Biggest 2011 Offseason MLB Trades

The winter is always known in baseball circles as "Free Agency Season." But the truth is that several teams did more retooling thorough trades than any kind of break the bank acquisition. Let's take a look at the four biggest trades of the offseason and their possible impact:

1. November 16th, 2010: The Atlanta Braves acquire second baseman Dan Uggla from the Florida Marlins for infielder Omar Infante and left handed pitcher Mike Dunn.

Uggla is an excellent addition to the Braves' offense. The Braves' other infielders will make up for his atrocious defense and, along with Brian McCann, Jason Heyward, and rookie Freddie Freeman, the Braves' lineup should be their most powerful in years. As for the Marlins, I don't think they got as shafted in this deal as people think because Infante is perfect for their infield, they can now move former rookie of the year Chris Coghlan to his natural position at second base, and added depth to their bullpen.

Dan Uggla
Dan Uggla - Spring Training at Roger Dean Stadium.
Thanks to wallyg at for this photo.

2. December 6th, 2010: The Boston Red Sox acquire first baseman Adrian Gonzalez from the San Diego Padres in exchange for top prospects pitcher Casey Kelly, first baseman Anthony Rizzo, and outfielder Raymond Fuentes.

Clearly this was a win trade for Boston. The Red Sox have many talented hitters but they lacked a truly balanced bat in the three hole. Gonzalez will fill that role for the next half decade so this was clearly a slam dunk success.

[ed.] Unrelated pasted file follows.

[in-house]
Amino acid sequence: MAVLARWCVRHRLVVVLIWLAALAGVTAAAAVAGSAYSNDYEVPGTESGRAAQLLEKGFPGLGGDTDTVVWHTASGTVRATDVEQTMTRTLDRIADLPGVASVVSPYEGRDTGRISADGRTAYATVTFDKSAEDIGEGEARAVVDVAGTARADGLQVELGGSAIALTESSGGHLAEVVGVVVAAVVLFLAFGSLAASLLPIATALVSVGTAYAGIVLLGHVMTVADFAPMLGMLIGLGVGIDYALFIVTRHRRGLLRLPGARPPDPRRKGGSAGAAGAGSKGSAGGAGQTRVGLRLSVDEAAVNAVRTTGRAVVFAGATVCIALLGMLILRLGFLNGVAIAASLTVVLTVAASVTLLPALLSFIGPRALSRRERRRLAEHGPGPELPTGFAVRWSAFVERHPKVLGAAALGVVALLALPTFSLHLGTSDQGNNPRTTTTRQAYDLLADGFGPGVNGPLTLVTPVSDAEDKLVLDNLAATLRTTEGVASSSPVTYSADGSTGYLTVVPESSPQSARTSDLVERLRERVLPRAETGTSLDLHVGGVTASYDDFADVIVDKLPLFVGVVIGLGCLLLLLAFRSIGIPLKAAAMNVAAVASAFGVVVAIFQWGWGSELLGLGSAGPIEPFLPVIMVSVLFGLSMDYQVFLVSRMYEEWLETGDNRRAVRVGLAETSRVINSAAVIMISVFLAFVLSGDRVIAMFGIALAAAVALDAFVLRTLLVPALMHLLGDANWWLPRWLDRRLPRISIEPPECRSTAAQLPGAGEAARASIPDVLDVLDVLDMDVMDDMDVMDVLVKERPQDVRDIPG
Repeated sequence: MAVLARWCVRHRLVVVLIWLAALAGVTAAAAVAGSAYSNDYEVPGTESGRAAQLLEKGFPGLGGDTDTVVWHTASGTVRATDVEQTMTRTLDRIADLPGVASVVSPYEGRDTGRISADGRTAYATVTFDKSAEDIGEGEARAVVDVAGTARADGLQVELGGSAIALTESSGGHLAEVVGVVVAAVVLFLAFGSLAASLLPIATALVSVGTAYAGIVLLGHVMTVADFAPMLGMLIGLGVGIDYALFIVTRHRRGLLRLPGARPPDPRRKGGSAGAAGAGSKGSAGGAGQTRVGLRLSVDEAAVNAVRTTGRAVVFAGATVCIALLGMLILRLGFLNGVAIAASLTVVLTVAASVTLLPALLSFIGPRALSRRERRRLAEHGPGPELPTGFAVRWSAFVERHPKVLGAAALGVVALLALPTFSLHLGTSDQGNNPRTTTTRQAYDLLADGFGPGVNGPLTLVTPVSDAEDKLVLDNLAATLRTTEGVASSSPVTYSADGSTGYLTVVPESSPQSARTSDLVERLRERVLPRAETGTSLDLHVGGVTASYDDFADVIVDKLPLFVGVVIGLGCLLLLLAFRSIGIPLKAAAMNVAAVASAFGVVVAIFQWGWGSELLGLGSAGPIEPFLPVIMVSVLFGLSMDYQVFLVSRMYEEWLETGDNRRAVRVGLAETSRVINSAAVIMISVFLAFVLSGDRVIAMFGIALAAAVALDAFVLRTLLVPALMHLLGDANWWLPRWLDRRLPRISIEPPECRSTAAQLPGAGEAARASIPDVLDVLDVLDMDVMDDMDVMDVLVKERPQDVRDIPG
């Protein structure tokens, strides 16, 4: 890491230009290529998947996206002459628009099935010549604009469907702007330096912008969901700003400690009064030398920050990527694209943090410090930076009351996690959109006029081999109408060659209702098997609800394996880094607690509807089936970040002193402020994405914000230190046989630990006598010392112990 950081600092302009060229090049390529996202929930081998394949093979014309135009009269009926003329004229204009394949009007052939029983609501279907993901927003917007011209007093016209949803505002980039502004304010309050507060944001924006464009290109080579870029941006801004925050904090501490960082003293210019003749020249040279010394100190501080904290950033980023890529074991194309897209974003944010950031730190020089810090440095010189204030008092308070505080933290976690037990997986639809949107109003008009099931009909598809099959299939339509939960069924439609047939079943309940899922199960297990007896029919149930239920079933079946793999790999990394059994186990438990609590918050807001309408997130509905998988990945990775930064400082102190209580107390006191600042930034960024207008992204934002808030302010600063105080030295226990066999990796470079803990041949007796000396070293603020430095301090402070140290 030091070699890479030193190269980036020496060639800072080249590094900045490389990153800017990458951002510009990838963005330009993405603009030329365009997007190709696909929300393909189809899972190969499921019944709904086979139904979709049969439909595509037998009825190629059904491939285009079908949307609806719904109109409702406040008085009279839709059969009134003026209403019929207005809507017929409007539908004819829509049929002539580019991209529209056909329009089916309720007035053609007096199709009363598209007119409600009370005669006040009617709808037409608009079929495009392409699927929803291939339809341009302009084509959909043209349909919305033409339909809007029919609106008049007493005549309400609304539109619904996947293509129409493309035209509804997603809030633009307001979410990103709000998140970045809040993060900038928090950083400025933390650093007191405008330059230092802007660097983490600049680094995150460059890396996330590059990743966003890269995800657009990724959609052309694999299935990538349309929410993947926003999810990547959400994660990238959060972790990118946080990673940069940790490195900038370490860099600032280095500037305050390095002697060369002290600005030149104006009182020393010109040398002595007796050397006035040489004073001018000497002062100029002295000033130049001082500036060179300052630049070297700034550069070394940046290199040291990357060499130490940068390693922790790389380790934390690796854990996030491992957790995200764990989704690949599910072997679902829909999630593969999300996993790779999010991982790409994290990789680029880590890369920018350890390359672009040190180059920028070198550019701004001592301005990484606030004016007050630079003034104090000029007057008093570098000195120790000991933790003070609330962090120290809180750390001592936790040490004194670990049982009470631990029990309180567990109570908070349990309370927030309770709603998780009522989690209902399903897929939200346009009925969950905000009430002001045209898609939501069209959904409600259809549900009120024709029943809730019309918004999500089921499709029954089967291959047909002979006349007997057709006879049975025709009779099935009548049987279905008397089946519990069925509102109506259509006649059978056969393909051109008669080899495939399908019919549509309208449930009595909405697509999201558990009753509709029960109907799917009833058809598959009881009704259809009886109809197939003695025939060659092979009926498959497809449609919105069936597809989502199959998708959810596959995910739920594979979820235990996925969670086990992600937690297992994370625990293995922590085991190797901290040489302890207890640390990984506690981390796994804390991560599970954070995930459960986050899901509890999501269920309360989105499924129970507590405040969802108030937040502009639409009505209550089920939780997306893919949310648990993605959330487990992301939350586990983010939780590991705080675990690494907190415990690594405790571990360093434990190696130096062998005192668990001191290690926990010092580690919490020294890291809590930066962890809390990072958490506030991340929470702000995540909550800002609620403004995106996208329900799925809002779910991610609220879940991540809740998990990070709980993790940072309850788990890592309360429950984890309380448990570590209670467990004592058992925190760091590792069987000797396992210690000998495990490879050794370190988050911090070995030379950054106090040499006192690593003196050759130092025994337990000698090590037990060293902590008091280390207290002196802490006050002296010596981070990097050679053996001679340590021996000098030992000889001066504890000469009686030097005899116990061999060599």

Whether it worked out well for the Padres is more debatable. I will say yes and here's why: Gonzalez was leaving and the Padres got three prospects who will almost certainly be a big part of their future. San Diego already had two outfield prospects (but not the necessary three), a good young third baseman in Cameron Maybin, and several good young pitchers. This trade adds three future cornerstones who, along with a few more savvy acquisitions, could push the Padres to the next level. Kelly is a future number two starter who will thrive between Matt Latos and Clayton Richard in a formidable rotation, Rizzo is a very safe prospect who will replicate some of Gonzalez's production, and Fuentes is a very talented and toolsy future outfielder. Don't look now but, with the Gonzalez contract out of the picture, San Diego GM Jed Hoyer can now focus on constructing a balanced roster around a talented young core. Look out.

Adrian Gonzalez
Adrian Gonzalez.
Thanks to SD Dirk at for this photo.

3. December 6th 2010: The Toronto Blue Jays acquire prospect second baseman Brett Lawrie from the Brewers in exchange for right handed pitcher Shaun Marcum.

This trade was the first step in the Brewer's offseason pitching makeover. Realizing that they had a Number One (Gallardo), Number Four (Wolf) but needed another top starter, the Brewers went out and got one. Marcum will fit perfectly in their pitching rotation so this was a good add.